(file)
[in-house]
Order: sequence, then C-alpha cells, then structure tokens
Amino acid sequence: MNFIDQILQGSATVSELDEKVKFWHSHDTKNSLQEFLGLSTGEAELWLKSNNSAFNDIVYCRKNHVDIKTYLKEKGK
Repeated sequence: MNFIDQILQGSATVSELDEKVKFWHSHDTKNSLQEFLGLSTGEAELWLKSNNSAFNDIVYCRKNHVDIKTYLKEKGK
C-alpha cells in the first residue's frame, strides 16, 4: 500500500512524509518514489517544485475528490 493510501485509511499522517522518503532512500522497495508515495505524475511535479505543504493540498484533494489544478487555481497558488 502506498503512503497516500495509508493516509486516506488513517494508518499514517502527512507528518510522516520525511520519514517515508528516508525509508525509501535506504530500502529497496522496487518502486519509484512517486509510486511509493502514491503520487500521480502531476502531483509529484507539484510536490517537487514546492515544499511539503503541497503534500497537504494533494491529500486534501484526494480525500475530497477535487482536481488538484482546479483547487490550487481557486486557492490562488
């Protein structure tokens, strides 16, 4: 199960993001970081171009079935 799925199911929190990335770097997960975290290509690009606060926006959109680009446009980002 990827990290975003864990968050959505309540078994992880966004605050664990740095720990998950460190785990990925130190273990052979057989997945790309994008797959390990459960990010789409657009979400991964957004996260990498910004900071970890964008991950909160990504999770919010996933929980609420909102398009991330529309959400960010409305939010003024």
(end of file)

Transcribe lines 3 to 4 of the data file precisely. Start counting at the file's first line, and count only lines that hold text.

Amino acid sequence: MNFIDQILQGSATVSELDEKVKFWHSHDTKNSLQEFLGLSTGEAELWLKSNNSAFNDIVYCRKNHVDIKTYLKEKGK
Repeated sequence: MNFIDQILQGSATVSELDEKVKFWHSHDTKNSLQEFLGLSTGEAELWLKSNNSAFNDIVYCRKNHVDIKTYLKEKGK